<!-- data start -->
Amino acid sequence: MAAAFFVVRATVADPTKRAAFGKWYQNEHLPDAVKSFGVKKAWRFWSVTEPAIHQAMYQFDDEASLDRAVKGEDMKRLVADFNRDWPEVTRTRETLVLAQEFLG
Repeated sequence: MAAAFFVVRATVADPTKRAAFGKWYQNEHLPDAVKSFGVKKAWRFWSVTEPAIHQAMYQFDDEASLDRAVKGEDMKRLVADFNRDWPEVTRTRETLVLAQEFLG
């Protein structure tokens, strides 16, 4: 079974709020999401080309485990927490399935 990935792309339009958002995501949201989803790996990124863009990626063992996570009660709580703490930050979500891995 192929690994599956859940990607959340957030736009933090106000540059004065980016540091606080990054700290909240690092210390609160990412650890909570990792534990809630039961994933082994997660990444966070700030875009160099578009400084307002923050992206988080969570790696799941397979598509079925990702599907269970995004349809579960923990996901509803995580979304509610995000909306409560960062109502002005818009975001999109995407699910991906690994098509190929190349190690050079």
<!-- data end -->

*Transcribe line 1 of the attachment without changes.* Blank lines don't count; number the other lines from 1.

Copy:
Amino acid sequence: MAAAFFVVRATVADPTKRAAFGKWYQNEHLPDAVKSFGVKKAWRFWSVTEPAIHQAMYQFDDEASLDRAVKGEDMKRLVADFNRDWPEVTRTRETLVLAQEFLG